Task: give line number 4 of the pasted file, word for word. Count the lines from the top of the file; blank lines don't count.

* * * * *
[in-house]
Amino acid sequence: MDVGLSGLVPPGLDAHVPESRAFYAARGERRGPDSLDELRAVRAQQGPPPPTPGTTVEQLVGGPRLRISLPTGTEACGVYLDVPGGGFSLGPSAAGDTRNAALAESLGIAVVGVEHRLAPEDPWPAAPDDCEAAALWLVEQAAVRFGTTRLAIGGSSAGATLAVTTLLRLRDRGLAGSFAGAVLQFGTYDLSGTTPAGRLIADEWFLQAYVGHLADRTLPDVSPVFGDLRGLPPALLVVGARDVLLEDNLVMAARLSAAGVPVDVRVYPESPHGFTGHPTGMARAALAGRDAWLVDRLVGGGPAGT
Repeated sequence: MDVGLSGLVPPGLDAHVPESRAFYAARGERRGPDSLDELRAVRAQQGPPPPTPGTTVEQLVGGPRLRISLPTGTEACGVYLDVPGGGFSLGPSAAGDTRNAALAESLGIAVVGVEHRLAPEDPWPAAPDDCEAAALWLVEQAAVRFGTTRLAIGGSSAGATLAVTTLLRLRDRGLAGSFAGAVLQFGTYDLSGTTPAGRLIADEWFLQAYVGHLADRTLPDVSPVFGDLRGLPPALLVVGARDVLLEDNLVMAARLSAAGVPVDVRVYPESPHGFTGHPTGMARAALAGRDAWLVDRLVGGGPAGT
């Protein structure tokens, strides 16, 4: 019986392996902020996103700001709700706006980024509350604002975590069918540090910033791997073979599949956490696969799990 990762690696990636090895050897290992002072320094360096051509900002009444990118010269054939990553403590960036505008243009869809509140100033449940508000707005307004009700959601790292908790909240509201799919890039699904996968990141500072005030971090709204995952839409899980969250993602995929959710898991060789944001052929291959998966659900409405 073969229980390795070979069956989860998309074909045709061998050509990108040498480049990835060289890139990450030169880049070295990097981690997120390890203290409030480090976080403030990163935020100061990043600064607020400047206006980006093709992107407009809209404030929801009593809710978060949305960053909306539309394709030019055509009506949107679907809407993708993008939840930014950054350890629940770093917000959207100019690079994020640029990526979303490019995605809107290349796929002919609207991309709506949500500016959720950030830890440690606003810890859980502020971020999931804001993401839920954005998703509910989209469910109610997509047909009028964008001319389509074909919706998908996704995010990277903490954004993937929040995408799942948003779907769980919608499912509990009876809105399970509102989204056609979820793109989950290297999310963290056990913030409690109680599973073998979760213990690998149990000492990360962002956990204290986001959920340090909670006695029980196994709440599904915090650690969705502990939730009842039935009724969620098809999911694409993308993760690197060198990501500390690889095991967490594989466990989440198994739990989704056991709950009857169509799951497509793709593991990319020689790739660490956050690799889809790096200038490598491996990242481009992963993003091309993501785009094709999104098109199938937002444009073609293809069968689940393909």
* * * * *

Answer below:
């Protein structure tokens, strides 16, 4: 019986392996902020996103700001709700706006980024509350604002975590069918540090910033791997073979599949956490696969799990 990762690696990636090895050897290992002072320094360096051509900002009444990118010269054939990553403590960036505008243009869809509140100033449940508000707005307004009700959601790292908790909240509201799919890039699904996968990141500072005030971090709204995952839409899980969250993602995929959710898991060789944001052929291959998966659900409405 073969229980390795070979069956989860998309074909045709061998050509990108040498480049990835060289890139990450030169880049070295990097981690997120390890203290409030480090976080403030990163935020100061990043600064607020400047206006980006093709992107407009809209404030929801009593809710978060949305960053909306539309394709030019055509009506949107679907809407993708993008939840930014950054350890629940770093917000959207100019690079994020640029990526979303490019995605809107290349796929002919609207991309709506949500500016959720950030830890440690606003810890859980502020971020999931804001993401839920954005998703509910989209469910109610997509047909009028964008001319389509074909919706998908996704995010990277903490954004993937929040995408799942948003779907769980919608499912509990009876809105399970509102989204056609979820793109989950290297999310963290056990913030409690109680599973073998979760213990690998149990000492990360962002956990204290986001959920340090909670006695029980196994709440599904915090650690969705502990939730009842039935009724969620098809999911694409993308993760690197060198990501500390690889095991967490594989466990989440198994739990989704056991709950009857169509799951497509793709593991990319020689790739660490956050690799889809790096200038490598491996990242481009992963993003091309993501785009094709999104098109199938937002444009073609293809069968689940393909």